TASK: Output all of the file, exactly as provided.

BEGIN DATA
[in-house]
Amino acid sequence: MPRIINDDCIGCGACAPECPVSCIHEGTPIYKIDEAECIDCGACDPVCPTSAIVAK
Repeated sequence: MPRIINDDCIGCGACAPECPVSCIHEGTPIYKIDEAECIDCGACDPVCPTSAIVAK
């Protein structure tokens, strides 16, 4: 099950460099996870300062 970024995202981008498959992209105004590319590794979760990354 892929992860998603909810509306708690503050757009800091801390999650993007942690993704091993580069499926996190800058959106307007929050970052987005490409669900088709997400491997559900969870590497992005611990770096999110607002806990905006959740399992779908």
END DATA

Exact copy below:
[in-house]
Amino acid sequence: MPRIINDDCIGCGACAPECPVSCIHEGTPIYKIDEAECIDCGACDPVCPTSAIVAK
Repeated sequence: MPRIINDDCIGCGACAPECPVSCIHEGTPIYKIDEAECIDCGACDPVCPTSAIVAK
């Protein structure tokens, strides 16, 4: 099950460099996870300062 970024995202981008498959992209105004590319590794979760990354 892929992860998603909810509306708690503050757009800091801390999650993007942690993704091993580069499926996190800058959106307007929050970052987005490409669900088709997400491997559900969870590497992005611990770096999110607002806990905006959740399992779908």